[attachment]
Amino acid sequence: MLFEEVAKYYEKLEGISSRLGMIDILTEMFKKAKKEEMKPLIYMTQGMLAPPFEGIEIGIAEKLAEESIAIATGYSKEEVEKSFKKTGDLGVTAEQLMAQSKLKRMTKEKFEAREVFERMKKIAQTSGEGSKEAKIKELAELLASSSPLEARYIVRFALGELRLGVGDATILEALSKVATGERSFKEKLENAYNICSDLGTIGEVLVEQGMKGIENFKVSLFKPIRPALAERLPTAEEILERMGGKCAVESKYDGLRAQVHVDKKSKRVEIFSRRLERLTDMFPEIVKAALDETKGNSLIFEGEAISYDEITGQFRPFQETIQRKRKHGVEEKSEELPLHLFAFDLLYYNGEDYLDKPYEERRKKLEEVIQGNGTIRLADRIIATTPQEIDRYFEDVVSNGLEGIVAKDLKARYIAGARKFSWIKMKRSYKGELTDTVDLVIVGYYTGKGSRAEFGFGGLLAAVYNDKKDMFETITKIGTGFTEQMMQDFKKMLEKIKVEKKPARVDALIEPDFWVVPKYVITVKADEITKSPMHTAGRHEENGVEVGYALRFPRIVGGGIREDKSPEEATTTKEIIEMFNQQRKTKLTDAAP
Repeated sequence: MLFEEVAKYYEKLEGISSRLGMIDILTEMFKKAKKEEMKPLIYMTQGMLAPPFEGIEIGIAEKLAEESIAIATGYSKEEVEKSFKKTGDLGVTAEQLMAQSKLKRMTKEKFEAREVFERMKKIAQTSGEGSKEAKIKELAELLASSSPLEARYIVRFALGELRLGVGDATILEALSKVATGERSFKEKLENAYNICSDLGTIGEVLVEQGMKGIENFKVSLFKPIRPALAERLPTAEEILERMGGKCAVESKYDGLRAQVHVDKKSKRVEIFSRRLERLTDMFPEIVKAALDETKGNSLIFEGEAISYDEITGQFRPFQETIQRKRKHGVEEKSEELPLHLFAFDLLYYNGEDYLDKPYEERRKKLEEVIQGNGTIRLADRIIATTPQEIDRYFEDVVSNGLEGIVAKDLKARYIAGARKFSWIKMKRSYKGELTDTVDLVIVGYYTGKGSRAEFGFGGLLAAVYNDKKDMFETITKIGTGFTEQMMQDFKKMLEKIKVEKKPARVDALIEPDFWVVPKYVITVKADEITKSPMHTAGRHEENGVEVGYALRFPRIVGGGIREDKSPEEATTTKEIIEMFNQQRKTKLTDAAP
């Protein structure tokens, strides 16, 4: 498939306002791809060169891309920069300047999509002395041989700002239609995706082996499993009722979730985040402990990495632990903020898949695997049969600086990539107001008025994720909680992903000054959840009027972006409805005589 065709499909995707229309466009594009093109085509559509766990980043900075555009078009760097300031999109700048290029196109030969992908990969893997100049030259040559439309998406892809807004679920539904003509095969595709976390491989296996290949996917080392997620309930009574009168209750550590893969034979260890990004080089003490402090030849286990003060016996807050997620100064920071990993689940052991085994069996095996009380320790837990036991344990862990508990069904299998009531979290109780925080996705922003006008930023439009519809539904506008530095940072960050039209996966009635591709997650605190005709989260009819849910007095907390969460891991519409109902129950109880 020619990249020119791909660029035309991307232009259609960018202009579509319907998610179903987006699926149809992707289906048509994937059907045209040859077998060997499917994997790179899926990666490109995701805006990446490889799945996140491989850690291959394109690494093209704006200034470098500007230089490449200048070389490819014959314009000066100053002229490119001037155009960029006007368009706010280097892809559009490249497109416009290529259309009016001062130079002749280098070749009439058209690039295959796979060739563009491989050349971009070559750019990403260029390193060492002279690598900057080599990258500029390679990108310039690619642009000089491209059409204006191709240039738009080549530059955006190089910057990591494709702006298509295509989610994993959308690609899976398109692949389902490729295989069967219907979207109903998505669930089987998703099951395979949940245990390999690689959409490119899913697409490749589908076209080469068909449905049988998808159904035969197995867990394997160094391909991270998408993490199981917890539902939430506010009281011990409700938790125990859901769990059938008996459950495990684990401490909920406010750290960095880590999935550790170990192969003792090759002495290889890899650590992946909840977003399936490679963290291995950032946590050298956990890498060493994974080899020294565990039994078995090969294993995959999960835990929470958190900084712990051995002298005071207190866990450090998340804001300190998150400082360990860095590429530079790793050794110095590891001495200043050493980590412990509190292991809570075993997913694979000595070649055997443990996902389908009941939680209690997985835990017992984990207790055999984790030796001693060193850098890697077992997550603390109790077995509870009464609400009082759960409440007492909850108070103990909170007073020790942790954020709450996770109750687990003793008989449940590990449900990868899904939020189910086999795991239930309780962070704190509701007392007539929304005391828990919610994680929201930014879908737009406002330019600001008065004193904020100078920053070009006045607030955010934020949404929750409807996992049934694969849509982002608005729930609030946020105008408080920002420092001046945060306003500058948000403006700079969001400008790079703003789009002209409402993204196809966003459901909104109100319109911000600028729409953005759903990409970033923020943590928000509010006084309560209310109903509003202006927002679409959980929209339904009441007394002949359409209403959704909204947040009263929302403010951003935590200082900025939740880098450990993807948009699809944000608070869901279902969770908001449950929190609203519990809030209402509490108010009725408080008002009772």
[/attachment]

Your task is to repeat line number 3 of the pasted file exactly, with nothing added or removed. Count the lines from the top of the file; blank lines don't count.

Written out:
């Protein structure tokens, strides 16, 4: 498939306002791809060169891309920069300047999509002395041989700002239609995706082996499993009722979730985040402990990495632990903020898949695997049969600086990539107001008025994720909680992903000054959840009027972006409805005589 065709499909995707229309466009594009093109085509559509766990980043900075555009078009760097300031999109700048290029196109030969992908990969893997100049030259040559439309998406892809807004679920539904003509095969595709976390491989296996290949996917080392997620309930009574009168209750550590893969034979260890990004080089003490402090030849286990003060016996807050997620100064920071990993689940052991085994069996095996009380320790837990036991344990862990508990069904299998009531979290109780925080996705922003006008930023439009519809539904506008530095940072960050039209996966009635591709997650605190005709989260009819849910007095907390969460891991519409109902129950109880 020619990249020119791909660029035309991307232009259609960018202009579509319907998610179903987006699926149809992707289906048509994937059907045209040859077998060997499917994997790179899926990666490109995701805006990446490889799945996140491989850690291959394109690494093209704006200034470098500007230089490449200048070389490819014959314009000066100053002229490119001037155009960029006007368009706010280097892809559009490249497109416009290529259309009016001062130079002749280098070749009439058209690039295959796979060739563009491989050349971009070559750019990403260029390193060492002279690598900057080599990258500029390679990108310039690619642009000089491209059409204006191709240039738009080549530059955006190089910057990591494709702006298509295509989610994993959308690609899976398109692949389902490729295989069967219907979207109903998505669930089987998703099951395979949940245990390999690689959409490119899913697409490749589908076209080469068909449905049988998808159904035969197995867990394997160094391909991270998408993490199981917890539902939430506010009281011990409700938790125990859901769990059938008996459950495990684990401490909920406010750290960095880590999935550790170990192969003792090759002495290889890899650590992946909840977003399936490679963290291995950032946590050298956990890498060493994974080899020294565990039994078995090969294993995959999960835990929470958190900084712990051995002298005071207190866990450090998340804001300190998150400082360990860095590429530079790793050794110095590891001495200043050493980590412990509190292991809570075993997913694979000595070649055997443990996902389908009941939680209690997985835990017992984990207790055999984790030796001693060193850098890697077992997550603390109790077995509870009464609400009082759960409440007492909850108070103990909170007073020790942790954020709450996770109750687990003793008989449940590990449900990868899904939020189910086999795991239930309780962070704190509701007392007539929304005391828990919610994680929201930014879908737009406002330019600001008065004193904020100078920053070009006045607030955010934020949404929750409807996992049934694969849509982002608005729930609030946020105008408080920002420092001046945060306003500058948000403006700079969001400008790079703003789009002209409402993204196809966003459901909104109100319109911000600028729409953005759903990409970033923020943590928000509010006084309560209310109903509003202006927002679409959980929209339904009441007394002949359409209403959704909204947040009263929302403010951003935590200082900025939740880098450990993807948009699809944000608070869901279902969770908001449950929190609203519990809030209402509490108010009725408080008002009772």